Evidentialism is a popular theory of epistemic justification, yet, as early proponents of the theory Earl Conee and Richard Feldman admit, there are many elements that must be developed before Evidentialism can provide a full account of epistemic justification, or well-founded belief. It is the aim of this book to provide the details that are lacking; here McCain moves past Evidentialism as a mere schema by putting forward and defending a full-fledged theory of epistemic justification. In this (...) book McCain offers novel approaches to several elements of well-founded belief. Key among these are an original account of what it takes to have information as evidence, an account of epistemic support in terms of explanation, and a causal account of the basing relation that is far superior to previous accounts. The result is a fully developed Evidentialist account of well-founded belief. (shrink)
Nishi Shah has recently argued that transparency in doxastic deliberation supports a strict version of evidentialism about epistemic reasons. I argue that Shah's argument relies on a principle that is incompatible with the strict version of evidentialism Shah wishes to advocate.
Bootstrapping, evidentialist internalism, and rule circularity Content Type Journal Article Pages 1-7 DOI 10.1007/s11098-012-9876-9 Authors Anthony Brueckner, University of California, Santa Barbara, CA, USA Journal Philosophical Studies Online ISSN 1573-0883 Print ISSN 0031-8116.
Evidentialists maintain that epistemic justification is strictly a function of the evidence one has at the moment of belief. I argue here, on the basis of two kinds of cases, that the possession of good evidence is an insuflicient basis for justification. I go on to propose a modification of evidentialism according to which justification sometimes requires intellectually virtuous agency. The discussion thereby underscores an important point of contact between evidentialism and the more recent enterprise of virtue epistemology.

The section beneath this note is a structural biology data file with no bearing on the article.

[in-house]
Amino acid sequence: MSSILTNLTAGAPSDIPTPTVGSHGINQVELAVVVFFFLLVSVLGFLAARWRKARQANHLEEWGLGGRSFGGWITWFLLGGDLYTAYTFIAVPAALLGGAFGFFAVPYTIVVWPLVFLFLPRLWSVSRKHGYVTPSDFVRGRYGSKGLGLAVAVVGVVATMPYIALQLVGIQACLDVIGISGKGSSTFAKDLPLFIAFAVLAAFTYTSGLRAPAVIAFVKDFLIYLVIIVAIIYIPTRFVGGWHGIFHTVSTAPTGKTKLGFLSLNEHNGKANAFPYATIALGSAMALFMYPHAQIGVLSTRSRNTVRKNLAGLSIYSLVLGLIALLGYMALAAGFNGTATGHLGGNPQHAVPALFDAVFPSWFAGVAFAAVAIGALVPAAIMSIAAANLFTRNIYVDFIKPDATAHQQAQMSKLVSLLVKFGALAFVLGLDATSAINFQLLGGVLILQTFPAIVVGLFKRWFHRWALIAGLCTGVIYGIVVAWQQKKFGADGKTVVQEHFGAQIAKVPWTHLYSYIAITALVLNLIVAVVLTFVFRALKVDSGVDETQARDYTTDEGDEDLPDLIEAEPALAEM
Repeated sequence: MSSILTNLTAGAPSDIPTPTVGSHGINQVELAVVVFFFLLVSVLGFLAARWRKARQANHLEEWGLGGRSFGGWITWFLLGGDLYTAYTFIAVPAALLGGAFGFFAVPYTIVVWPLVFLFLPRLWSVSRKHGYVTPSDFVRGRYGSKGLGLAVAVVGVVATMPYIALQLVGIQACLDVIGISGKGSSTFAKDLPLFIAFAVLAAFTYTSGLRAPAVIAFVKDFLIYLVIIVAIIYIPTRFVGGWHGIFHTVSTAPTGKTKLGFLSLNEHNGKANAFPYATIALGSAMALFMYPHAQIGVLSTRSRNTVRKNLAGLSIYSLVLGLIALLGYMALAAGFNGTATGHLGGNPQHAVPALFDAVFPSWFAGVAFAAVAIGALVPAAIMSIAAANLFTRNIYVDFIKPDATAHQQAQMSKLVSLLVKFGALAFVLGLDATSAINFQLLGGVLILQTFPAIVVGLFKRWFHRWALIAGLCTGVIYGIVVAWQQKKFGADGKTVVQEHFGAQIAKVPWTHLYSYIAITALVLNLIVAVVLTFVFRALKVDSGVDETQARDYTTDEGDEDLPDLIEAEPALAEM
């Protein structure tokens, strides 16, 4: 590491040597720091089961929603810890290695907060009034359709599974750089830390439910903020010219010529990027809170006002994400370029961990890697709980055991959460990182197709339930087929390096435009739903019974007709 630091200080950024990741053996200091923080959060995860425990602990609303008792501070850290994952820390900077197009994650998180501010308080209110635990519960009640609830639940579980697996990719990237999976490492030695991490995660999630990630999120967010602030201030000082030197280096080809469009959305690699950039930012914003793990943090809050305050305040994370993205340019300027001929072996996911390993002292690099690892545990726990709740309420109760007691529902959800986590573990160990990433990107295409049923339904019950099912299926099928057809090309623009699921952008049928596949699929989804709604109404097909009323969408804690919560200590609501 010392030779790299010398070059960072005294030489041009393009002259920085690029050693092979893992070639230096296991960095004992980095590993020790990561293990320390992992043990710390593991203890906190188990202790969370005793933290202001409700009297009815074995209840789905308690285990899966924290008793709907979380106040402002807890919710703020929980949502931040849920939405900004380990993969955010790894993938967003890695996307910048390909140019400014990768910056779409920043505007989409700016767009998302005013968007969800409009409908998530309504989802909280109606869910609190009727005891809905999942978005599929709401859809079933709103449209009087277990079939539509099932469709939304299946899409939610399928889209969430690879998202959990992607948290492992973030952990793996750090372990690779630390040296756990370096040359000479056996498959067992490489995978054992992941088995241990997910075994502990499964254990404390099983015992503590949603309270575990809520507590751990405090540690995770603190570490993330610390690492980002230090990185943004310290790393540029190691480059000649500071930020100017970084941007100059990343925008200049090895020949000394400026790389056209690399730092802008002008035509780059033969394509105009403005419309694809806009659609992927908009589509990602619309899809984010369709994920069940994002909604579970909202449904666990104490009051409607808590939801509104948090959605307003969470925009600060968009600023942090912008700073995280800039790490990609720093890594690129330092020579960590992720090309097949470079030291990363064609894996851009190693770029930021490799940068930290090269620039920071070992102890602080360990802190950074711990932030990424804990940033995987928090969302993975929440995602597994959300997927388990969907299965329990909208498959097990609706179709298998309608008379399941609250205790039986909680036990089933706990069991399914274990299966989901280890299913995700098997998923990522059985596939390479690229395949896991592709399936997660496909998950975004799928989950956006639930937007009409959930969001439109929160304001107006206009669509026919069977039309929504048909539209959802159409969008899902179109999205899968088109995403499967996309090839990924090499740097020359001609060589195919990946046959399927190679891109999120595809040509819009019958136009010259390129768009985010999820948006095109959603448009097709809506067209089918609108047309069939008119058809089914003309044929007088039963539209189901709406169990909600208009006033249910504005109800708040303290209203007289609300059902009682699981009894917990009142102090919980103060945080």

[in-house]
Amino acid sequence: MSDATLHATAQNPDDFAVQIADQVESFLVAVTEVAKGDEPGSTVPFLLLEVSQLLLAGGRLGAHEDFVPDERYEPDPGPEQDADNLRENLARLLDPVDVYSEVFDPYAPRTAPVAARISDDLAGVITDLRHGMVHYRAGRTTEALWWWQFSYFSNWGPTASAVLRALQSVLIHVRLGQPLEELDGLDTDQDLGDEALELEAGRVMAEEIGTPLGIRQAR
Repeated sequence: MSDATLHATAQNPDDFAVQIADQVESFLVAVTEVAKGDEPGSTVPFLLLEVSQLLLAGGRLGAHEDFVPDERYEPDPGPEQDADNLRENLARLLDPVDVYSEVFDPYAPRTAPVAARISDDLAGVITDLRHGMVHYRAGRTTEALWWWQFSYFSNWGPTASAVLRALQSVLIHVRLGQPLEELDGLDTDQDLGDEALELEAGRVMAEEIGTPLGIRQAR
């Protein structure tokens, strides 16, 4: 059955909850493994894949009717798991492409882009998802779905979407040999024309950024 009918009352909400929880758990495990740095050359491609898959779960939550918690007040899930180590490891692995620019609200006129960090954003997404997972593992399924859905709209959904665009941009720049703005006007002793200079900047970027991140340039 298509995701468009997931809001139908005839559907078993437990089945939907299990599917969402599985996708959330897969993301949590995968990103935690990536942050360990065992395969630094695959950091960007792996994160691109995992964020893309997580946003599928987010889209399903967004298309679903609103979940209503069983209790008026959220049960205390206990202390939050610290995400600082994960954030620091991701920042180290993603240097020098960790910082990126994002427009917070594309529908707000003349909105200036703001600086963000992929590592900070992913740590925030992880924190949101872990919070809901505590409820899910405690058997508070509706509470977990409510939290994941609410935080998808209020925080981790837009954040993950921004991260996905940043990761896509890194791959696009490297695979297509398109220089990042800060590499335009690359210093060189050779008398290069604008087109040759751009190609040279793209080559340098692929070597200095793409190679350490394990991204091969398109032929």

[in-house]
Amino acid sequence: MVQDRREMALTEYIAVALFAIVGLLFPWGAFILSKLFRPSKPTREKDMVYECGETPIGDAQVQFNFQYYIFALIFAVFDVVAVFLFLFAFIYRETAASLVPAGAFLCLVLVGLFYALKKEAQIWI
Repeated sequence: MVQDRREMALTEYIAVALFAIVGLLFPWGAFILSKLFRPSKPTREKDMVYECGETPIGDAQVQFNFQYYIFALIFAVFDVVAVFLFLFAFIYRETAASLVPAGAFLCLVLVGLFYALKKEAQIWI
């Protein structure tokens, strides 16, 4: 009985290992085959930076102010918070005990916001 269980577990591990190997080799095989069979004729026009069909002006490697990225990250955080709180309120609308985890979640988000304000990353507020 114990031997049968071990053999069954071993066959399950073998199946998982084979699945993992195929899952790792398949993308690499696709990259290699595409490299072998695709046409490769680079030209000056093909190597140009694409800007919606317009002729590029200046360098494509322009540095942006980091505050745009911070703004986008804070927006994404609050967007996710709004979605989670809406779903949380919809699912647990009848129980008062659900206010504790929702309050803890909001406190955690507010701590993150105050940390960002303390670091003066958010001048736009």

That theistic evidentialist philosophers have failed to make the evidential case for theism to atheistic evidentialist philosophers raises a problem—a question to be answered. I argue here that—of the most plausible possible solutions to this problem—each is either inadequate or, when adequate, in conflict with the theistic evidentialist philosophers’ defining beliefs. I conclude that the problem of the theistic evidentialist philosophers—the question of why theistic evidentialist philosophers have failed to make their case to atheistic evidentialist philosophers—is a problem for theistic (...) evidentialist philosophers—an objection to their defining beliefs. (shrink)
Evidentialism says that a subject S’s justification is entirely determined by S’s evidence. The plausibility of evidentialism depends on what kind of entities constitute a subject S’s evidence and what one takes the support relation to consist in. Conee and Feldman’s mainstream evidentialism incorporates a psychologist answer to and an explanationist answer to. ME naturally accommodates perceptual justification. However, it does not accommodate intuitive cases of inferential justification. In the second part of the paper, I consider and (...) reject a reply based on a refined explanationist theory of the support relation proposed by K McCain. (shrink)
Defeaters can prevent a perceptual belief from being justified. For example, when you know that red light is shining at the table before you, you would typically not be justified in believing that the table is red. However, can defeaters also destroy a perceptual experience as a source of justification? If the answer is ‘no’, the red light defeater blocks doxastic justification without destroying propositional justification. You have some-things-considered, but not all-things-considered, justification for believing that the table is red. If (...) the answer is ‘yes’, the red light defeater blocks doxastic justification by destroying propositional justification. You have neither all-things-considered nor some-things-considered justification for believing that the table is red. According to dogmatism, the justificational force of perceptual experiences is indestructible. According to conservatism about sense experience, a perceptual experience ceases to have justificational force if there is evidence against its reliability. Finally, according to meta-evidentialism, a perceptual experience is blocked from being a source of justification is there is no evidence of its reliability. I argue that, of these three theories, meta-evidentialism is the most plausible. (shrink)
Two recent arguments purport to find a new and firmer foundation for evidentialism in the very nature of the concept of belief. Evidentialism is claimed to be a conceptual truth about belief, and pragmatism to be ruled out, conceptually. But can the conclusion of such conceptual arguments be regarded as the denial of pragmatism? The pragmatist traditionally conceived belief through its motivational role. Therefore, when confronted with conceptual evidentialism, the pragmatist should cede the term ‘belief,’ but insist (...) that pragmatism be understood as a claim about another attitude, a motivational duplicate of belief. Thus, the original dispute is simply relocated terminologically. (shrink)